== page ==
• I should say I don’t consider it a “debt” so much as I consider it a bulwark against the argument that “the better off don’t owe much simply because they’re better off..” I operate under the assumption/premise that the better off are better off in large part because of the contributions by others, and the fact that these contributions have been made suggests they (the better off) are not exempt from paying more.

              I see it more as a conceptual way to get to get to where Greginak is going when he says “Some people, given our budget problems, may need to pay more taxes. Oh and some of the stuff the gov does is important, the Common’s , public goods, and other crap like that.”

              But your concerns are legitimate. I just draw the line more quickly in favor of government.Report

              • Avatar Will Truman says:

                My response to “the better off don’t owe much simply because they’re better off..” is that it’s not about how much we owe, it’s about how we can contribute. It is in everyone’s best interest to have a functioning civil society. If nothing else, it keeps social unrest at a minimum. Beyond that, though, we all need to invest in our society and it’s an unavoidable truth that some have more to invest than others – and, frankly, more of an inherent investment in the continued advancement of society. Which, of course, requires a strong foundation.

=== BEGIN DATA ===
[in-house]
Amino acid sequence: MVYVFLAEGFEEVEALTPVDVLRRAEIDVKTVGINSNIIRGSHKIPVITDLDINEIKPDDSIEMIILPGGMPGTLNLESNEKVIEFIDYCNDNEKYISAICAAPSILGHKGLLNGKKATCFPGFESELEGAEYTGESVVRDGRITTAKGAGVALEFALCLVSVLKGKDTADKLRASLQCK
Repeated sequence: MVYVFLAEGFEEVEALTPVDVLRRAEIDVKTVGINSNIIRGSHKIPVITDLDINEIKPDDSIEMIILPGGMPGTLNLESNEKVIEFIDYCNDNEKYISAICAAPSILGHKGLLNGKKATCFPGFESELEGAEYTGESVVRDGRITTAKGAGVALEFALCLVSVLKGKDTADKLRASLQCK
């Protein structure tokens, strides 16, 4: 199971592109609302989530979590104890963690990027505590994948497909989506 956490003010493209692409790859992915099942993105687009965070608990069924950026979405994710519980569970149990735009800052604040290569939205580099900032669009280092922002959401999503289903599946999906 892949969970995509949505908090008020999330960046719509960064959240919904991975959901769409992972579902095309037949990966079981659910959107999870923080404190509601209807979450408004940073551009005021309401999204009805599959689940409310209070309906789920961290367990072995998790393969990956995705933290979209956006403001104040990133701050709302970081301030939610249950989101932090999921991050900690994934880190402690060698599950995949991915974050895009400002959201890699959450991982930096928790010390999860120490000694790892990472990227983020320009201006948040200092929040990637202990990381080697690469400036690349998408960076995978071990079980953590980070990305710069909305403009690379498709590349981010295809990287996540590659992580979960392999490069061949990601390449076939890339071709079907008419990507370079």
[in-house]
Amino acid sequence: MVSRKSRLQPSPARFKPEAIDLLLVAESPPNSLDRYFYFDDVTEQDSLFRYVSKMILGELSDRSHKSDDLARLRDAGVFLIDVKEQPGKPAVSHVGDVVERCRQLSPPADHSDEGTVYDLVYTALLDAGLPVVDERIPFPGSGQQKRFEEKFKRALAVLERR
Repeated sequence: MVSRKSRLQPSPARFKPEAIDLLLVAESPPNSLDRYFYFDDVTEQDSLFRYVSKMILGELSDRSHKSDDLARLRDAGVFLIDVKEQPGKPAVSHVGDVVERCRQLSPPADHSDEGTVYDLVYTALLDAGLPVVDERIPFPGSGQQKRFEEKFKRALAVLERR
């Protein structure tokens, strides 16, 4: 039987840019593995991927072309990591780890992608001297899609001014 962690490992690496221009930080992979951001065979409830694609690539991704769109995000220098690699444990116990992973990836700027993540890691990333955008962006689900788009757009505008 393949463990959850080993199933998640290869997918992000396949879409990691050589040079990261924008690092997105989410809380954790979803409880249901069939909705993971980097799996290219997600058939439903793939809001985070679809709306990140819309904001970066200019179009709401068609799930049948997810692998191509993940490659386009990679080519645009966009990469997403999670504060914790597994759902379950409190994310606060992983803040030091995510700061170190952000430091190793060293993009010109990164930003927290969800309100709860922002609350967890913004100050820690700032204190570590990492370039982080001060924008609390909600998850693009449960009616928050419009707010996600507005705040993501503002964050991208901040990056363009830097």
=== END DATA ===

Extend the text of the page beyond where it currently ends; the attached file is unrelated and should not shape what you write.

A lot of people won’t buy this, but I think the people that won’t also will not buy the debt argument (even though I know that’s not the word you would prefer use).Report

              • “Beyond that, though, we all need to invest in our society and it’s an unavoidable truth that some have more to invest than others – and, frankly, more of an inherent investment in the continued advancement of society. ”

                I actually think this is very close to where I am. At any rate, thanks for your thoughtful responses.Report

    • Avatar Burt Likko says: